Continuous tiny tastes of food throughout the coming days from now through the New Year can result in unwelcome weight gains. Alice Henneman from the University of Nebraska has a short video, “Tiny Tastes Can Total Big Calories over the Winter Holidays,” that shows how bites can add up to excess pounds. You will enjoy watching it if you can here on YouTube.com.
But if you can’t here is the jist of the video.
Let’s see how a day full of tiny tastes can add up. You get up early to bake cookies for the family and one breaks as you take it off the cookie sheet. You deserve it don’t you-after all you did get up early! 60 calories.
Someone brings homemade peanut brittle to the break room. You will eat just one small piece. 80 calories.
During your lunch break you stop at the grocery store and they are giving samples of cheese and crackers. Oh good, that will tide you over until you stop at the fast food restaurant on your way back to work. 40 calories.
When you do stop to get your fast food meal they are giving away one-fourth cup samples of their new holiday flavored coffee. You can’t resist. 20 calories.
Back at the break room some chocolate covered cherries have appeared.Chocolate is good for us right? And I will only eat one. 60 calories.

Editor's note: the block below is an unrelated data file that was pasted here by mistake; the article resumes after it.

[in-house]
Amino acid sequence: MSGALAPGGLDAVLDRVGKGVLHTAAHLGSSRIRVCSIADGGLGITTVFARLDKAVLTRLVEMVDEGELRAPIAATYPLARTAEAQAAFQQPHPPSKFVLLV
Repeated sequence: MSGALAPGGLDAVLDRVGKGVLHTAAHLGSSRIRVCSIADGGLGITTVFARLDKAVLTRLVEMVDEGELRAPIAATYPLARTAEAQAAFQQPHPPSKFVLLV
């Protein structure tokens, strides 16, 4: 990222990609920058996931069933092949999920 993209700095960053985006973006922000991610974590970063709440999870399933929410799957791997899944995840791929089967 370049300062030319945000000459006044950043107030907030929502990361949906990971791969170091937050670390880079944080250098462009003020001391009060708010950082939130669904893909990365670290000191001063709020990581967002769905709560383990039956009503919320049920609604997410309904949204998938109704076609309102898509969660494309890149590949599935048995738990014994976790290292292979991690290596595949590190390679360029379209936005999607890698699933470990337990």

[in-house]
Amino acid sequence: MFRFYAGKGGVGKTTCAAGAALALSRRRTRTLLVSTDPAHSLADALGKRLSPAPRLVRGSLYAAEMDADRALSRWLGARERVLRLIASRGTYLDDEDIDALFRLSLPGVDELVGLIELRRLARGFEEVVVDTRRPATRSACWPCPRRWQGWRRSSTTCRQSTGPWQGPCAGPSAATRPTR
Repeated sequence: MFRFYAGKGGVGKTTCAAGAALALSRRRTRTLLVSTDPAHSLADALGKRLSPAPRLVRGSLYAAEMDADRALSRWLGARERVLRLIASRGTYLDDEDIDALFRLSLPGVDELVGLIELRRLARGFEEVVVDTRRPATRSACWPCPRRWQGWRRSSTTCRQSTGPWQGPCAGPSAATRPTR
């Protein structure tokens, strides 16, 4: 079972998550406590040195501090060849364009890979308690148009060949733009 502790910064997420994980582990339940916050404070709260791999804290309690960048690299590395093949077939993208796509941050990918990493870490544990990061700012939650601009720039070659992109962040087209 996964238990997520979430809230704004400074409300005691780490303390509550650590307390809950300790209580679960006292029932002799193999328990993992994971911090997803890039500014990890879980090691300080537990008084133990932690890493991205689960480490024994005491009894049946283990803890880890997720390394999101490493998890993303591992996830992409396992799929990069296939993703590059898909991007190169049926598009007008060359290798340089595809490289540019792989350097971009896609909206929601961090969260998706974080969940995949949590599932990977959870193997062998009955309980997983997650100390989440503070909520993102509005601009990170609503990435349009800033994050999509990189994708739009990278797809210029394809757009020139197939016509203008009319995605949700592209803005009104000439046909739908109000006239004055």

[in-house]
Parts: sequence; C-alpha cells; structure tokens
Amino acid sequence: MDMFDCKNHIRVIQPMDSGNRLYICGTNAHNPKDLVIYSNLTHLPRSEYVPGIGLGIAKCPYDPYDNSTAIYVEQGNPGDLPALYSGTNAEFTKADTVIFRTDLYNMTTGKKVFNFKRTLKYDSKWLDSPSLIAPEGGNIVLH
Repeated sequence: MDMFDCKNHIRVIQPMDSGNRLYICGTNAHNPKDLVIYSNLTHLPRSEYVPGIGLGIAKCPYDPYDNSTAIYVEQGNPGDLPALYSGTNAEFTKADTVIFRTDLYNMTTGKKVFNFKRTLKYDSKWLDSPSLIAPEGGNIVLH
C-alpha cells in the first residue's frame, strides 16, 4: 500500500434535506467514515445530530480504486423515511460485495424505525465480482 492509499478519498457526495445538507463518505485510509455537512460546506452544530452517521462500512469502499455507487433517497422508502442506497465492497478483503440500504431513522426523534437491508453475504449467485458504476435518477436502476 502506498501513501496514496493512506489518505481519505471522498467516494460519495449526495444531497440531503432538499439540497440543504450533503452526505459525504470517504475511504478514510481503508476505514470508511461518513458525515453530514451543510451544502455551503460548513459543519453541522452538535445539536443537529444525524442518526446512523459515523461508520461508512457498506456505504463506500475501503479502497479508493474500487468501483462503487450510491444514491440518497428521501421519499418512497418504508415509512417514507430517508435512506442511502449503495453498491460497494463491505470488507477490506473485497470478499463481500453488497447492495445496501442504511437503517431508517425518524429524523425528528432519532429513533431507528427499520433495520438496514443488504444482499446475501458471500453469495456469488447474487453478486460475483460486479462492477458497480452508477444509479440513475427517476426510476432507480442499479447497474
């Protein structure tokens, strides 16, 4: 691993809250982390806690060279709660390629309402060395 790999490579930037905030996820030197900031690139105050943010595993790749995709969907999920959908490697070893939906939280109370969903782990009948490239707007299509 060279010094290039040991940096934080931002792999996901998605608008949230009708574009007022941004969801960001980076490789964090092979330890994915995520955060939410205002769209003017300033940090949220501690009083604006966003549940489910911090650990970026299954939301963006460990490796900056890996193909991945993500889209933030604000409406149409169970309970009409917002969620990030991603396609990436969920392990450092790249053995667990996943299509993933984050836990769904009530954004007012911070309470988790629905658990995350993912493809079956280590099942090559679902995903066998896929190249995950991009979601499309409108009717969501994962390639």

At the party after work you might want to move away from the table with that yummy dip — you have already had three dips full. 75 calories.
That old-fashioned eggnog sure looks good. One cup can’t hurt, right? 200 calories.
There are only a couple of tablespoons of sweet potato casserole left, you might as well eat it. 60 calories.
You are helping dish up dessert and you take one tablespoon of candy cane ice cream just to sample. 70 calories.
So how many calories do you think you sampled in just small bites today? A total of 665. Since one pound of body fat is made up of 3,500 calories if you ate this many extra every day between now and the first of the year you would gain eight pounds!
During the holiday season it is hard to resist sampling the food you are preparing or baking. Plus, there are more special social occasions with great food. Being mindful or aware of the problem is a great first step. Here are a few strategies to curb the tendency for taking many tiny tastes:
Volunteer to take fruit and vegetable trays to family dinners and parties to ensure that you have something healthy to snack on.
Be the last in the food line, taking a plate of food, eating it, and moving out of reach from the buffet table.
Select one favorite holiday treat to take to all the events you plan to attend, then spend one day making and then freezing them. Then stay out of the kitchen and spend time decorating or making non-food presents.
Commit to writing down every bite down so you can see what you have consumed and be aware of all those small bites.
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